We’re Losing the Battle Against Islamism
Where is the principled leadership among Jewish and Christian clergy?
February 19, 2011 - 12:15 am
One positive outcome to draw from Egypt’s crisis is the public’s elevated awareness about the Muslim Brotherhood. It is now clearer to many that the Brotherhood’s members are exploiting our open societies and political system right here in our own communities.
The media’s role in deflating the Brotherhood’s dangerous agenda is profound. But other segments of our society are equally guilty. And so, to learn how steadily and consistently the West is losing to a totalitarian political doctrine, read this account. On the surface it may seem an insignificant episode, but assuming it is the model for interfaith or “twinning” devotees, it should be illuminating.
At the event, I wanted to share a quote from a document stating the mission of the Muslim Brotherhood in the U.S: “a kind of grand Jihad in eliminating and destroying the Western civilization from within [...].”
To my dismay, as I was about to read the quote, the host, Rev. Yorty, wouldn’t allow me to do so, stating that he did not want to discuss politics. However, he and his cosponsor guest, Reform Rabbi Harry Rosenfeld, allowed other participants to defame Israel with impunity. For them, criticizing Israel did not seem to fall under the rubric of “discussing politics.”
I left the room, not imagining that within weeks I would face these individuals with such low moral standing yet again.
But on January 29th, two Muslim Brotherhood affiliate organizations — the Muslim Public Affairs Council (MPAC) and the Muslim Students Association (MSA) — invited and sponsored Imam Rauf as a keynote speaker at the University of Buffalo. And who do you think participated in the interfaith panel session along with Imam Rauf? You guessed correctly. The same Presbyterian Pastor Thomas Yorty and his cosponsor Rabbi Harry Rosenfeld, who joined Imam Rauf to discuss “how Americans of all faiths can work together for lasting peace.” They both spoke favorably of Imam Rauf and supported the work of MPAC. Overall, the interfaith session was devoid of any theological substance. Instead, the same superficial clichés often repeated during these events were offered yet again with petty statements like “We need to improve our knowledge of other people’s religions.” Of course, during the first event I tried to “improve our knowledge” of the political tenet of Islam, but to no avail. They sabotaged critical thinking and rejected any dissent from their rigid narrow-minded creed.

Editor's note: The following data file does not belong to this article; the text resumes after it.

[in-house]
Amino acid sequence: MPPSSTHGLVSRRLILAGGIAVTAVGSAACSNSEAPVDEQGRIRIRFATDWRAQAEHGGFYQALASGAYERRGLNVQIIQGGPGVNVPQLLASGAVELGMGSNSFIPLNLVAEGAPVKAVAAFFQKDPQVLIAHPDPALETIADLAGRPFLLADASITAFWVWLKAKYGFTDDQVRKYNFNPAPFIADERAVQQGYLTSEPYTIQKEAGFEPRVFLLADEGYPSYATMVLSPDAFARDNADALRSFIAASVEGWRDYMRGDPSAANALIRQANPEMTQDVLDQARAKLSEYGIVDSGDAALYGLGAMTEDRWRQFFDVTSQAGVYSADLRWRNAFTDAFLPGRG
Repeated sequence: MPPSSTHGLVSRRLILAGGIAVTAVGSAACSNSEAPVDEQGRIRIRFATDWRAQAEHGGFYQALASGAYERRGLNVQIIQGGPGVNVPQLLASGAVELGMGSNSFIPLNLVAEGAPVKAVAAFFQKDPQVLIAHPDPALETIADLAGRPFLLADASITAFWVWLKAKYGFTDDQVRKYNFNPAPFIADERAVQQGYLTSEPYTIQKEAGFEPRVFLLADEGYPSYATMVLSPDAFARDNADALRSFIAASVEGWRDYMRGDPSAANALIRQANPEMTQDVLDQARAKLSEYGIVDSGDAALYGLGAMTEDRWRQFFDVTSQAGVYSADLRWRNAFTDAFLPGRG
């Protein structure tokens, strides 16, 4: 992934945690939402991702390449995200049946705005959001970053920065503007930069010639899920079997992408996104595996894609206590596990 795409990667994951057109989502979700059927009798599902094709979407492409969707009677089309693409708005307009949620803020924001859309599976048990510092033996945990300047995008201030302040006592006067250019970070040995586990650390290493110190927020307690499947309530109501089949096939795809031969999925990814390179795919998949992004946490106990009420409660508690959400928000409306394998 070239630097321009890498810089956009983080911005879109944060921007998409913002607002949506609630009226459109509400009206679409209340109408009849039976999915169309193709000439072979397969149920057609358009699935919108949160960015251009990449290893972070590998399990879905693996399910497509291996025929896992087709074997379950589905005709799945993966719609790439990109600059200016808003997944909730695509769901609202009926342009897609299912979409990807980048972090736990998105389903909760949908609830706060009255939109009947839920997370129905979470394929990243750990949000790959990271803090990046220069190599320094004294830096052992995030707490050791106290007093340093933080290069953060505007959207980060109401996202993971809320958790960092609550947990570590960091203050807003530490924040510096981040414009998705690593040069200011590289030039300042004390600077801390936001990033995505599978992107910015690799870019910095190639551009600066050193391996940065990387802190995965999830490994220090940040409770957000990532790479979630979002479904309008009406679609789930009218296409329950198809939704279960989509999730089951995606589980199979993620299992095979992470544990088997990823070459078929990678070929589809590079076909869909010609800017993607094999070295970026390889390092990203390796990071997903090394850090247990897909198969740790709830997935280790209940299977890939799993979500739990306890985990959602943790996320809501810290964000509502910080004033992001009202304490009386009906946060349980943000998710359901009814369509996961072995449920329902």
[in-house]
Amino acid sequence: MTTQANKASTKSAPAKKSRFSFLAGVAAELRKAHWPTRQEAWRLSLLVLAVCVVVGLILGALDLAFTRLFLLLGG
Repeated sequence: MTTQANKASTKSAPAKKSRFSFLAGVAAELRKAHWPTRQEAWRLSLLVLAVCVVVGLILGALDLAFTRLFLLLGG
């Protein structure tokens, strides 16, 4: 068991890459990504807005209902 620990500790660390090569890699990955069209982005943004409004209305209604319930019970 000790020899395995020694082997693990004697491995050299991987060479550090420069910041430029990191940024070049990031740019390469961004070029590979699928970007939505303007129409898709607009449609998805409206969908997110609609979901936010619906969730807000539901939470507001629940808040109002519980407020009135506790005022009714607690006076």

In the Q&A last session with Imam Rauf, a question was asked about persecution of Christians in the Middle East. Pastor Yorty responded: “Christian persecution is not a topic I know much about.” If the pastor knows nothing about his fellow Christians (hundreds of thousands of murdered Christians in the past three decades), how can he be trusted on interfaith dialogue between Muslims and Christians?
The rabbi’s response to the same question was that Christian persecution in the Middle East is NOT religiously oriented; rather, it’s all political. For example, he stated that Christians who left Beit Lechem did it because of “political fear.” Unfortunately, this stunning response was not followed with any evidence.
Next, a question was asked about the rise of the new anti-Semitism. Rabbi Rosenfeld responded that “lousy economics” has been the reason for the hatred, assuring the mostly Muslim audience of some 150 individuals that anti-Semitism is currently “much less than ever before.” The rabbi also blamed the media for exaggerating anti-Semitism. Surely, the “rabbi” is unaware that his statement is strongly contradicted by the FBI, the CIA, and the U.S. State Department.
The same Rabbi Rosenfeld showed no inhibition in mocking his political opponents. He referred to those who raise the alarm on the supremacist doctrine of Islam as “wacko” and “extremists” and even asked his embracing audience: “don’t you have to laugh at some of these people?” The rabbi’s partner, Pastor Yorty, used the word “haters” to describe opponents of his views.